Wonder what percentage of lay & monastic Theravadins agree?
You'll just have to ask them directly.

To the best of my knowledge, according to Theravada doctrine, one cannot actually do anything for the dead or the dying, in terms of their rebirth. This is one of the major points of difference between the Buddhist schools.

The instructions given by the tulku in the OP seem more like self-indulgence for the Mahayani/Vajrayani who thinks those things.

- - -
Nicolas wrote:
Wed Aug 21, 2019 7:09 pm
These are my own thoughts, I have no experience in the matter.
Speaking like someone who does have some experience in the matter:

I find it all depends on the relationship one has had with the dying person and how well one knows the dying person.
Every person we save is one less zombie to fight. -- World War Z

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Re: Helping the Dying non-Buddhist

Post by Justsit » Fri Aug 23, 2019 9:20 pm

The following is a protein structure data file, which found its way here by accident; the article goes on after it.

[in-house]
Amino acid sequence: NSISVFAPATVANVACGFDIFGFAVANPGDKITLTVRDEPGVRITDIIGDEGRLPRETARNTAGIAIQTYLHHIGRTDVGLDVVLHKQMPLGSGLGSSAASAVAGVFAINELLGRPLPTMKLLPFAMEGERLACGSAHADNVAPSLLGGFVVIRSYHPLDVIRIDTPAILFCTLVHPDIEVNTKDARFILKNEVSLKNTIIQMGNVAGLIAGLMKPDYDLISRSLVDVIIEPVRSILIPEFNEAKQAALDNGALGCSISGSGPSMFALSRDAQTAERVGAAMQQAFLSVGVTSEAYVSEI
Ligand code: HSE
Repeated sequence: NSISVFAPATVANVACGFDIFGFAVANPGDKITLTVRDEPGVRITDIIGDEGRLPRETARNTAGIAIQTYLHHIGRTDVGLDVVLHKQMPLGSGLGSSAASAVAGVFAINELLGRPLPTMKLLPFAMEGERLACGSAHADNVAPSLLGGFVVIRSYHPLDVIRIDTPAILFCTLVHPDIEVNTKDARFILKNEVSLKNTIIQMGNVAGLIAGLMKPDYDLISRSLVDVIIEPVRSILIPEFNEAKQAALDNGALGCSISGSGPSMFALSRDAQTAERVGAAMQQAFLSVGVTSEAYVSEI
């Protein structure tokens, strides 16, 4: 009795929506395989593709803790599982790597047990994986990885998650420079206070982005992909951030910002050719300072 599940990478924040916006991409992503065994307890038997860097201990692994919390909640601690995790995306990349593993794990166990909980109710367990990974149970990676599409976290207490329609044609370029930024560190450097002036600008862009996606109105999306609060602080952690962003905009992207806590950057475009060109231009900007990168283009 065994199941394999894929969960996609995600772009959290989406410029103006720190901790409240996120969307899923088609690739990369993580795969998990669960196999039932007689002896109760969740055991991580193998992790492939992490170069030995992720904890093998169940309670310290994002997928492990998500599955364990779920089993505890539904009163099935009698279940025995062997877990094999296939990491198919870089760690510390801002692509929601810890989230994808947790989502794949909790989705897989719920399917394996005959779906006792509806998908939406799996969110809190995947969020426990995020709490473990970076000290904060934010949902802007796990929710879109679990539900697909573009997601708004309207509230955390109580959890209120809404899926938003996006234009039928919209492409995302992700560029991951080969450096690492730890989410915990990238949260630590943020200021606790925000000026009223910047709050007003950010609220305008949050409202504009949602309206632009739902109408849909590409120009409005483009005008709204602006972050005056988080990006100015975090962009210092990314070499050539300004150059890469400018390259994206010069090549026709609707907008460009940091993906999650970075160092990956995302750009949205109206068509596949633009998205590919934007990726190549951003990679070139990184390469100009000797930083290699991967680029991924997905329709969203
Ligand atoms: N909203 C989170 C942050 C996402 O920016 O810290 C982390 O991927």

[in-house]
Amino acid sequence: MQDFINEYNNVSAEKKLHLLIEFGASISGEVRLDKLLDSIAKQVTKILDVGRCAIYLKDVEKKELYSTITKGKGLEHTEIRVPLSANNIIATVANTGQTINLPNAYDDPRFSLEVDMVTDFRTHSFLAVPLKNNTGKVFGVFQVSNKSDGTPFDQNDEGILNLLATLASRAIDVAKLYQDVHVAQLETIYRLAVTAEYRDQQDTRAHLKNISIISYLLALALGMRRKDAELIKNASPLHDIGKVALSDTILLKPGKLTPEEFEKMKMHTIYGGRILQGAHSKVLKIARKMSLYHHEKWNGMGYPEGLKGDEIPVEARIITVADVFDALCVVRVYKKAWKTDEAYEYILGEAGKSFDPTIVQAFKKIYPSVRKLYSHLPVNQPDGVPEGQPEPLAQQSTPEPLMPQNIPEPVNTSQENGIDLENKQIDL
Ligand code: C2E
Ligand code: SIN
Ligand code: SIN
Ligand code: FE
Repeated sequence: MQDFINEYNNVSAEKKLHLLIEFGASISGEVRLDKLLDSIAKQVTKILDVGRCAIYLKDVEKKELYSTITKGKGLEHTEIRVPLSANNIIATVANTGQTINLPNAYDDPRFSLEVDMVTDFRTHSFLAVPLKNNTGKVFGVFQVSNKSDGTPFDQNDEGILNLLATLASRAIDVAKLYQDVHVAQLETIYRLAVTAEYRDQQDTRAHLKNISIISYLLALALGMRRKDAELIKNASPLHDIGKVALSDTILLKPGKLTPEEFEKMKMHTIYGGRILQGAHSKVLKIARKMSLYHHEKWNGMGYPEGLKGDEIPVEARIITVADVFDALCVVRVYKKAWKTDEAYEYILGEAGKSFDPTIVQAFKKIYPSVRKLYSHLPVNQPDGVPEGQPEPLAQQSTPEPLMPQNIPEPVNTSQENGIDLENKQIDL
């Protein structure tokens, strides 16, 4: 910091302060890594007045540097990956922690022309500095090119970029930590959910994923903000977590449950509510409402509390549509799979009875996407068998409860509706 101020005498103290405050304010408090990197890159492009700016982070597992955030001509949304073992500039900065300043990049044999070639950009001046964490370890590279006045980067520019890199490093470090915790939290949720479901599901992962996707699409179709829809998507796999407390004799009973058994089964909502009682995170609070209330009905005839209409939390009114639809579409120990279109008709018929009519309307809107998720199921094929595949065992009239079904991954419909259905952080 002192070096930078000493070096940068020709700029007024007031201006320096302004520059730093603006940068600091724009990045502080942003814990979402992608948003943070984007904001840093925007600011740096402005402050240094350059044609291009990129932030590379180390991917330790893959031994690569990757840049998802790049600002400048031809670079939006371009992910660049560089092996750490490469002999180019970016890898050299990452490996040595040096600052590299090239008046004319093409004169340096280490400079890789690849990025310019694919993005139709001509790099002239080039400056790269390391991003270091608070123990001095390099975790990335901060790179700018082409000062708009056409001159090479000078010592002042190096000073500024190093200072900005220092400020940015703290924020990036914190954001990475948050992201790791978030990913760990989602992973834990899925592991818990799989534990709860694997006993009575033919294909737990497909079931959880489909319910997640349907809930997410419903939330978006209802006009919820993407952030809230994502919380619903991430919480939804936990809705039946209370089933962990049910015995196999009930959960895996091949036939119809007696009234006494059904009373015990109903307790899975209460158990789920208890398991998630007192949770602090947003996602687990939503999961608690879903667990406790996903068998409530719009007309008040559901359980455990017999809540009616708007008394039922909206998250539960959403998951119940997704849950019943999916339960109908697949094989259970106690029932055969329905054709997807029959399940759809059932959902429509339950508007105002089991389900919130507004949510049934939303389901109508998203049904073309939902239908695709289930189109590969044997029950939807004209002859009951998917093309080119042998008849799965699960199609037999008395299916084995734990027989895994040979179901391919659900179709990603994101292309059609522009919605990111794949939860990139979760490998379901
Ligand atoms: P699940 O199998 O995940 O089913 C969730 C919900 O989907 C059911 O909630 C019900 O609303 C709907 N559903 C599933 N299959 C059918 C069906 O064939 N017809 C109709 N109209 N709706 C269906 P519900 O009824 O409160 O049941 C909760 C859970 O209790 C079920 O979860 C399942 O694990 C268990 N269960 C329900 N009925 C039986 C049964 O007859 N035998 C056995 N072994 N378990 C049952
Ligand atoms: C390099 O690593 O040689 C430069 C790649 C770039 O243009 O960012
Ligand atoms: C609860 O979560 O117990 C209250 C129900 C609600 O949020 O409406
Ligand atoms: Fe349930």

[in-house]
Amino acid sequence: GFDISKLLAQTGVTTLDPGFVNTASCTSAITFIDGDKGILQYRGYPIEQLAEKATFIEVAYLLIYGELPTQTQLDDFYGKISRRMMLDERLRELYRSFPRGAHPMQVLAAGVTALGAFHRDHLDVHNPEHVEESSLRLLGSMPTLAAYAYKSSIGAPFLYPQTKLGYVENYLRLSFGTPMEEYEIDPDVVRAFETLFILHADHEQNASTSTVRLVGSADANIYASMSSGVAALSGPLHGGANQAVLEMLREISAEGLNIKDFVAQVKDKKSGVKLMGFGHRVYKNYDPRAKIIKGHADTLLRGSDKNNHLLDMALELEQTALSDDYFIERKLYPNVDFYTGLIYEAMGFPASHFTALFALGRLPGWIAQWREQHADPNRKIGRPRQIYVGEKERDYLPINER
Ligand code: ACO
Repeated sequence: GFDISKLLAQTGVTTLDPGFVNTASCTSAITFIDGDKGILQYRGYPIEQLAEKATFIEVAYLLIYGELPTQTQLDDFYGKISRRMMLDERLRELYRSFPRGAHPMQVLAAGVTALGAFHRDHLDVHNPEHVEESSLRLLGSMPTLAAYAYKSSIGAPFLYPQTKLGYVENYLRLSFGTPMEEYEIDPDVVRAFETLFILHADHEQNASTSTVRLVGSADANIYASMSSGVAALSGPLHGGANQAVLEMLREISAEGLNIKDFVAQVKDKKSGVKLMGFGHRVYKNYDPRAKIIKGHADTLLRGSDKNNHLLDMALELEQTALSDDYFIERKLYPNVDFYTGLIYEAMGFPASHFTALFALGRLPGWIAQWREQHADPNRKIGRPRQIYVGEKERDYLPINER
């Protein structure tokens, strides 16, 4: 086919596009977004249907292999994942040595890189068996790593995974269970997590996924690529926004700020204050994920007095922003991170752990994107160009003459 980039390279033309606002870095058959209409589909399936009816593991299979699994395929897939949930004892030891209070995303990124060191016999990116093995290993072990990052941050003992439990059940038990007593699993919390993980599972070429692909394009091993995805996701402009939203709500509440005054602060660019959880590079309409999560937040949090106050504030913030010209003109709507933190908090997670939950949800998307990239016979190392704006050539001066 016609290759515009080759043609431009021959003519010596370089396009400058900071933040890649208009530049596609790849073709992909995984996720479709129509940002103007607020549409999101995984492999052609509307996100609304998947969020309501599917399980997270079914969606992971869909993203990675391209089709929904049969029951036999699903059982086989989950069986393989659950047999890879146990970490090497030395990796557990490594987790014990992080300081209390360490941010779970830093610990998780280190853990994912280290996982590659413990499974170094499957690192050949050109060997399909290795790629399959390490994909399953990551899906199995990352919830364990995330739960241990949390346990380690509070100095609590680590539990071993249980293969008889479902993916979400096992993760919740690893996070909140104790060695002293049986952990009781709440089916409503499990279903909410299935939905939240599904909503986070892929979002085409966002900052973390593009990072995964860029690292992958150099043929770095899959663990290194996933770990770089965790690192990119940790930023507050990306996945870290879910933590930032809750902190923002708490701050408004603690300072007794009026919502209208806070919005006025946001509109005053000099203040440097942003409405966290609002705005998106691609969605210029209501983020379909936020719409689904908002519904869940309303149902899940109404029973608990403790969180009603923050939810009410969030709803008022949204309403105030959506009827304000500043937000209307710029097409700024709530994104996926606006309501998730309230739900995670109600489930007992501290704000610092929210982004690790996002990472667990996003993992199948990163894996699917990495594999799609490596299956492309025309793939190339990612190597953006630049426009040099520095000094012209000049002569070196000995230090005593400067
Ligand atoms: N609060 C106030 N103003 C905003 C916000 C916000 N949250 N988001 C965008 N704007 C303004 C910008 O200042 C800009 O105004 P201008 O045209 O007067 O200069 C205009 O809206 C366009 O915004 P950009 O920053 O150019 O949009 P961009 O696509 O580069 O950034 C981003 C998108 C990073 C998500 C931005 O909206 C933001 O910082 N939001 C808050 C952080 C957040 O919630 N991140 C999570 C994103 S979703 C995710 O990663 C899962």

Will wrote:
Wed Aug 21, 2019 1:59 pm
So far, I notice no interest, much less guidance, in helping the dying person who is not a Buddhist.
Re: non-Buddhists
I worked as a hospice nurse for four years and attended many deaths. All our nurses were given a course on spiritual care of the dying, even though we had chaplains and social workers who mainly performed that function, because sometimes those team members were unavailable (attending another patient, etc.). We were taught to work with each patient's individual circumstance. So, for example, with Catholics we referenced the Blessed Virgin Mary, while with other Christian denominations we did not. We also offered general comforting words to those of no formal religious denomination, usually focused on being with loved ones again and emphasizing that their work here on earth was done. Many patients expressed great relief from getting to say goodbye and knowing that their survivors would miss them but would be okay. I don't recall having any Buddhist patients.